- The Washington Times - Thursday, January 20, 2005

The best way to approach Paata Tsikurishvili’s stunning theater piece, “Bohemians,” is to abandon yourself to it. Don’t try to figure out a plot in this 70-minute, wordless meditation on man’s equal capacities for destruction and union. Just sink into this cinematic world of movement, wall-to-wall music and artful imagery.

Mr. Tsikurishvili and his dancer-choreographer wife Irina have taken inspiration from the Bible, Greek mythology, modern art movements such as cubism and expressionism, and childhood games (in their hands, the game of “pattycake” is at turns poignant and menacing) for a fast-paced, kinetic look at human history.

“Bohemians” starts on the molecular level as man emerges from the primordial ooze, bodies seeming to float in space except for hands twitching with restless life.

Two haunting Nature Spirits (Irina Tsikurishvili and Catherine Gasta) with butterflies and moss tangled in their brambled hair, imbue the new creatures with a sense of wonder and curiosity.

We segue into the Garden of Eden, with Adam (Iraki Kavsadze) and Eve (Jodi Niehoff) beset by the Devil (Greg Marzullo), a masked serpent bearing an apple, and with this knowledge comes a separation from the divine.

From there, “Bohemians” whips through the Old Testament, from Cain and Abel to the Tower of Babel, a marvelously inventive scene with the cast forming the edifice, their stern faces poking out of holes in the cubist-inspired blocks. Before the tower tumbles, they look like a Picasso painting in tableaux.

A segment chronicling the age of royalty ranges from the violent to the farcical, as the cast vies for the crown. Scenes of usurping and subjugation give way to deftly comic bits, especially Mr. Kavsadze playing an infantile, idiot prince — his rubbery attempts to walk are priceless — and Anna Lane as a queen who presents her posterior to be kissed by the fawning court.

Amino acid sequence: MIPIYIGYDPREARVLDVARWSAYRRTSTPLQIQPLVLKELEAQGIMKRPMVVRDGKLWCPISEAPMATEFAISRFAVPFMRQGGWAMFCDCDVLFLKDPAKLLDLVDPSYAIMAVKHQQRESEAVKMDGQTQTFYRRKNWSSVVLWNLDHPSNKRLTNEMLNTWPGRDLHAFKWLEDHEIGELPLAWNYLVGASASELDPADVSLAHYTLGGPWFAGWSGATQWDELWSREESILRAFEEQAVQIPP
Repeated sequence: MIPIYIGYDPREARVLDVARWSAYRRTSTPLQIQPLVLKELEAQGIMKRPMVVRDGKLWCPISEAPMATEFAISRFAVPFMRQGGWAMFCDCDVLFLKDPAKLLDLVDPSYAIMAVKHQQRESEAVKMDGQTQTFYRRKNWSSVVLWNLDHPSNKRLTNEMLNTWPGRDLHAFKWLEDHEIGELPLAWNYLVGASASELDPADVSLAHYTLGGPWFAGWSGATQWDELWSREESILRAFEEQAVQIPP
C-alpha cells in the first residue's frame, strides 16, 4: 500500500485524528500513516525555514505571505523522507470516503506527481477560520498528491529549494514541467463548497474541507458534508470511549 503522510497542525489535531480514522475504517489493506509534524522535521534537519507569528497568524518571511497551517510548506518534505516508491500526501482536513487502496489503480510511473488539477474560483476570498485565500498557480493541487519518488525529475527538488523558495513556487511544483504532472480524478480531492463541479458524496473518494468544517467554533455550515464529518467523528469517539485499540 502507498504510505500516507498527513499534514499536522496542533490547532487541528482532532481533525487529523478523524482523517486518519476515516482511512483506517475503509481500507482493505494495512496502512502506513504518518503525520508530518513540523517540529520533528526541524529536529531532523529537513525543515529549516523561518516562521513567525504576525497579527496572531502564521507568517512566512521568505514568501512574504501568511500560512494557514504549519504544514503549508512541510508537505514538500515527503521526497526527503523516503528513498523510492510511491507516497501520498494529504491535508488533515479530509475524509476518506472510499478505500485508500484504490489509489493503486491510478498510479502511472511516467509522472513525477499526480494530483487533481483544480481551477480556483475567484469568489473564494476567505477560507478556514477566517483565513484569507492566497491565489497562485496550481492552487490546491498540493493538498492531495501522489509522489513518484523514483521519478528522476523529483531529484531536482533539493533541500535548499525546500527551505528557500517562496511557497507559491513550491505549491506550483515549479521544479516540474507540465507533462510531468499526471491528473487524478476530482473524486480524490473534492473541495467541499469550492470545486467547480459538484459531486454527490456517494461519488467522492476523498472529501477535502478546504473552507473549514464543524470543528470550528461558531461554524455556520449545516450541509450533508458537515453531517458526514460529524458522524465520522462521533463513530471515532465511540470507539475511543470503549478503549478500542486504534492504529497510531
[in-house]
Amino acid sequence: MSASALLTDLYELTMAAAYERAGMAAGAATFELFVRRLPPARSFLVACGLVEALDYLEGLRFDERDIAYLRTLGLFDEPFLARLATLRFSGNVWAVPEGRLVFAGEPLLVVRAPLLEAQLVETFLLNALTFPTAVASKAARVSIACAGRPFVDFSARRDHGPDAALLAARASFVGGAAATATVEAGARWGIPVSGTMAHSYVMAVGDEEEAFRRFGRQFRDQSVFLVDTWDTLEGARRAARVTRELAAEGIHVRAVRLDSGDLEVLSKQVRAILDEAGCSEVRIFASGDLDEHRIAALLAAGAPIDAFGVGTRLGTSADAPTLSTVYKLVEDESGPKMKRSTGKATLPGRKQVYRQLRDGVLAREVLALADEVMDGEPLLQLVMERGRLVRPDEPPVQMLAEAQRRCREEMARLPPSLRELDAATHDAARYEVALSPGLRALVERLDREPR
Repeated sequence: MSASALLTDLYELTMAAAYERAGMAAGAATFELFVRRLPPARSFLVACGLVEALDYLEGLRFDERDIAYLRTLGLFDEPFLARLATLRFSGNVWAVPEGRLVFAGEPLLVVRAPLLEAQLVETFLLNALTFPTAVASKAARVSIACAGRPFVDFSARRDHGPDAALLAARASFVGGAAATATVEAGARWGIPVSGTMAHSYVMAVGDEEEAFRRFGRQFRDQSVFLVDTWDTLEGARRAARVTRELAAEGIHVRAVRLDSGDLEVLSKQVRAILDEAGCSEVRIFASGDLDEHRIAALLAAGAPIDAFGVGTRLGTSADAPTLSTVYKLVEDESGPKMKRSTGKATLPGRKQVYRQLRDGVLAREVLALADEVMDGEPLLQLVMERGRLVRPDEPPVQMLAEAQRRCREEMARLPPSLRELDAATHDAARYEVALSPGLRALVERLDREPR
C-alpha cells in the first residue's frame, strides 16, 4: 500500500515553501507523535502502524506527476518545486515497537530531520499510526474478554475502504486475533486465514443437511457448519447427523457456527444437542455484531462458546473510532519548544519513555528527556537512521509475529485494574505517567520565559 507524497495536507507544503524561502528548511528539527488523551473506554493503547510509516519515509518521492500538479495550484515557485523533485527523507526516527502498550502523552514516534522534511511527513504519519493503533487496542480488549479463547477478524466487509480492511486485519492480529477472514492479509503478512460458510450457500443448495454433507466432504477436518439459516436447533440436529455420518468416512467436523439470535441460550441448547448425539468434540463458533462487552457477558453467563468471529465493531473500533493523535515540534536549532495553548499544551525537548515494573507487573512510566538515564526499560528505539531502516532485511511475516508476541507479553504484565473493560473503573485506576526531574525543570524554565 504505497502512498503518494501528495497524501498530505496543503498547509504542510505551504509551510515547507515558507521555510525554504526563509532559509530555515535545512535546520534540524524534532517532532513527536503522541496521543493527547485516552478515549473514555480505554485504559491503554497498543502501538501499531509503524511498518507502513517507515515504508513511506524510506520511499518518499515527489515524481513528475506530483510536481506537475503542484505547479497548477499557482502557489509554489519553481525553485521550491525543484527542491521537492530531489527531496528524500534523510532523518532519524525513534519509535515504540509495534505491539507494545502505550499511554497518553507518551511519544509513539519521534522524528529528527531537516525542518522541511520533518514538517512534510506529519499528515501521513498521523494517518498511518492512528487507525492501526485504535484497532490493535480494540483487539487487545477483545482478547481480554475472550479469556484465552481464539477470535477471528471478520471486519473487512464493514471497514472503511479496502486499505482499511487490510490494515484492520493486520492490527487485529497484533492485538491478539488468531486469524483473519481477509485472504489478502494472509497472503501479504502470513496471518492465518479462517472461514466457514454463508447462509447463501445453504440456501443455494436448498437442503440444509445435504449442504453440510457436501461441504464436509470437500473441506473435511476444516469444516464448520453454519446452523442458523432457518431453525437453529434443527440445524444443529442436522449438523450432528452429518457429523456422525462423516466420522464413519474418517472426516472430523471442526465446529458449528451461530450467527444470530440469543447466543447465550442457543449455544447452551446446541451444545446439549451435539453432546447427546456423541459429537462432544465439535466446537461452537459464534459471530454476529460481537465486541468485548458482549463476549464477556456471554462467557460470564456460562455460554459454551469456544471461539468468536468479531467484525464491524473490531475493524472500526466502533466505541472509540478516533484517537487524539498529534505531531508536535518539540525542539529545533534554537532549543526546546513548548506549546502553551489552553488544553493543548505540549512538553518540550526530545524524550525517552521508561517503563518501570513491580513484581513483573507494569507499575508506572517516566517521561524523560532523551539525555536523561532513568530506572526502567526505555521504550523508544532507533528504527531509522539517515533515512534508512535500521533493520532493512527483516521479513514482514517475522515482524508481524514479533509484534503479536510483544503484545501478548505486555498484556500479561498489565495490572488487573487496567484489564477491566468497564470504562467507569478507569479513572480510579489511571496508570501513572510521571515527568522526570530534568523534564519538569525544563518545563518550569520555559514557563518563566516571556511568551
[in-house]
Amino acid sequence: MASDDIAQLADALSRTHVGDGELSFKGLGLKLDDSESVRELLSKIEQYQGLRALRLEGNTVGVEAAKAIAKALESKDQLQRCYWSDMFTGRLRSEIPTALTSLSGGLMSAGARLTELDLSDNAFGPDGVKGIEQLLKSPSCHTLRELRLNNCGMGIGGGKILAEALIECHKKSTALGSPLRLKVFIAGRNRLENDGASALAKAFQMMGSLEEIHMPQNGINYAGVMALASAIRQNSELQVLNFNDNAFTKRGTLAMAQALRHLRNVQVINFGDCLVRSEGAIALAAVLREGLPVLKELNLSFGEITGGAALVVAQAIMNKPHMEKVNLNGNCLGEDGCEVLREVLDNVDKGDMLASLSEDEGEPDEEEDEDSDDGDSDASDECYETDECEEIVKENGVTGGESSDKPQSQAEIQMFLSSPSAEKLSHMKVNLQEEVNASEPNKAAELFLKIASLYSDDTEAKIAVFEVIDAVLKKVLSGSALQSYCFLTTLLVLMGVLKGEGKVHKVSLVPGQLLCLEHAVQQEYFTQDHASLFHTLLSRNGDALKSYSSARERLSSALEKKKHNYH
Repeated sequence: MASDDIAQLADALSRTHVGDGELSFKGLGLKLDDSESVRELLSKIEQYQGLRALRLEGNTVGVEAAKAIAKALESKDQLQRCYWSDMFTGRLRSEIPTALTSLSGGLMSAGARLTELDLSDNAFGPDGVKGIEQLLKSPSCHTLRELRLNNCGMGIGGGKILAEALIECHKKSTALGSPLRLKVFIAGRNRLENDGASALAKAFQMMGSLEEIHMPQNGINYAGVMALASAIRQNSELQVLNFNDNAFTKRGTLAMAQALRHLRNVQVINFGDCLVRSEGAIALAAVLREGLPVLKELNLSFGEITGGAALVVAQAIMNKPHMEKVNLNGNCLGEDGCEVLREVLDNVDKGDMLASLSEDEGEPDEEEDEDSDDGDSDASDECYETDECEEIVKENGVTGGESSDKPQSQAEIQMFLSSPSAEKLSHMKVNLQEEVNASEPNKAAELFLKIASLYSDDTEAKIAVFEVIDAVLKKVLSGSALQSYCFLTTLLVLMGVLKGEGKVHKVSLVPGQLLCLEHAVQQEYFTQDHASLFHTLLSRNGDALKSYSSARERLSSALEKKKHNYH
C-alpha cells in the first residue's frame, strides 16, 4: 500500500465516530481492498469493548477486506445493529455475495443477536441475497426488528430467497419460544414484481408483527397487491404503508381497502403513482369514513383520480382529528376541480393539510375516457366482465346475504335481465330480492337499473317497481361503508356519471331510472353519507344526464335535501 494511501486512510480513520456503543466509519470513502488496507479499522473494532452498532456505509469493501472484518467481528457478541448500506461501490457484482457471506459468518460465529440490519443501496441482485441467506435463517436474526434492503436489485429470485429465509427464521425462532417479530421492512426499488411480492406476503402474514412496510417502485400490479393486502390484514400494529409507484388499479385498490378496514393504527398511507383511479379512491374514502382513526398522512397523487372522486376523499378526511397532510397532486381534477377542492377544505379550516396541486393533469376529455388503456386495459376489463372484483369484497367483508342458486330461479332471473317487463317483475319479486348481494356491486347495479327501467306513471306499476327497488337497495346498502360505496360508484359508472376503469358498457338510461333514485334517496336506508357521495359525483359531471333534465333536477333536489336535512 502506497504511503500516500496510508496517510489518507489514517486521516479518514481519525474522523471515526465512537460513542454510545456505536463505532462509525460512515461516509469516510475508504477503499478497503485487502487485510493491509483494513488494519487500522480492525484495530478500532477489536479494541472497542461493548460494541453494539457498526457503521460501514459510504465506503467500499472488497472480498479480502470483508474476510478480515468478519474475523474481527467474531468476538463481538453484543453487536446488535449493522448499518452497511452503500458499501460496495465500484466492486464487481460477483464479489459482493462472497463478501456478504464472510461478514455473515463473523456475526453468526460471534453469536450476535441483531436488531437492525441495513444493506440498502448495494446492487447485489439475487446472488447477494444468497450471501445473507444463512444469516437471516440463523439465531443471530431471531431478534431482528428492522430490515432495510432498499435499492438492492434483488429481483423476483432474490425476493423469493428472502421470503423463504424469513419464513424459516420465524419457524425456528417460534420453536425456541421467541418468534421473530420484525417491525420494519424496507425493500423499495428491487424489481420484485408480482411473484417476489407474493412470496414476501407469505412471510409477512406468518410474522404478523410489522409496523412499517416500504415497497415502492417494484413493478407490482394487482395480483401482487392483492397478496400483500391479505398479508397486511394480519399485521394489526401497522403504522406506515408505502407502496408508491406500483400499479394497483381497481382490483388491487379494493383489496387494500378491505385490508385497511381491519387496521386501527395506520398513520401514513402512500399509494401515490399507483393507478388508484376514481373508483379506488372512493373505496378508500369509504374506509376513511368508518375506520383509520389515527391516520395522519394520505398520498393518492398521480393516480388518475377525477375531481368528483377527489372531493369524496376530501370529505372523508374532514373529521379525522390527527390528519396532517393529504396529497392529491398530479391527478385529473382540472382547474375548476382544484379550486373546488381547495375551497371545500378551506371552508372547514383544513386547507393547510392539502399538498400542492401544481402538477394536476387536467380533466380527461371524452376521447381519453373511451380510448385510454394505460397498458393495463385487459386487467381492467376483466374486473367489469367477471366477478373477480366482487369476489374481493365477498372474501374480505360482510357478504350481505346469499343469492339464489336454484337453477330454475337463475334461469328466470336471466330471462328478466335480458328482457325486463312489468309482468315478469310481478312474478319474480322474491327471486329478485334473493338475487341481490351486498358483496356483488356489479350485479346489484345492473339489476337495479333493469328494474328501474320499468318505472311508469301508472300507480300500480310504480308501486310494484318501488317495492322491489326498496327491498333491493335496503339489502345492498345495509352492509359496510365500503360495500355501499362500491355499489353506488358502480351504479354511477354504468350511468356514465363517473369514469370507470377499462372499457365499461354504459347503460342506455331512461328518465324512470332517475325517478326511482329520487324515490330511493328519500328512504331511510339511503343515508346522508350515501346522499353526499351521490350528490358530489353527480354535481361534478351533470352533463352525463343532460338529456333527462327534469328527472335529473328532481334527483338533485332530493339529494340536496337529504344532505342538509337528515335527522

The remainder of “Bohemians” takes place in the modern age, with Mr. Marzullo as a fish out of water suddenly finding himself in 21st century America, a surreal landscape where you don’t bump into buildings but buildings bump into you.

The hustle-bustle of the streets is rendered in a swirling scene where trench-coated figures move in sharp-cut patterns, never breaking stride in their endless wheeling and dealing.

Perhaps the most evocative piece of the work centers on cloning, as a scientist (Mr. Kavsadze) tends to his test-tube babies, which are attached to him via long silver tethers.

They float peacefully on their artificial umbilical cords, until the scientist begins to experiment on them. He gives them a heart, then an aptitude for violence. Suddenly, the creations break free of their creator, and the result is chaos.

“Bohemians” ends on a tentatively hopeful note, as the Adam and Eve figures emerge from the bedlam, this time choosing connection over temptation.

Once again, Synetic displays its talent for impeccable movement — rhythmic but never repetitious, economical, with never a gesture wasted. A gifted cast seems to firmly grasp the specific vocabulary of the Tsikurishvilis, who are from the Republic of Georgia, an area known for experimental theater fusing dance and stylized movement.

“Bohemians” may not make perfect sense, but that is not its intention. Instead, the striking images inspire you to think about the ways in which we lose our connection to the natural and spiritual world in our quest for power.


WHAT: “Bohemians” by Paata Tsikurishvili

WHERE: Synetic Theater at Classika, 4041 S. 28th St., Arlington

WHEN: 8 p.m. Thursdays through Saturdays, 3 p.m. Sundays. Through March 6.

TICKETS: $24 to $29

PHONE: 703/824-8060


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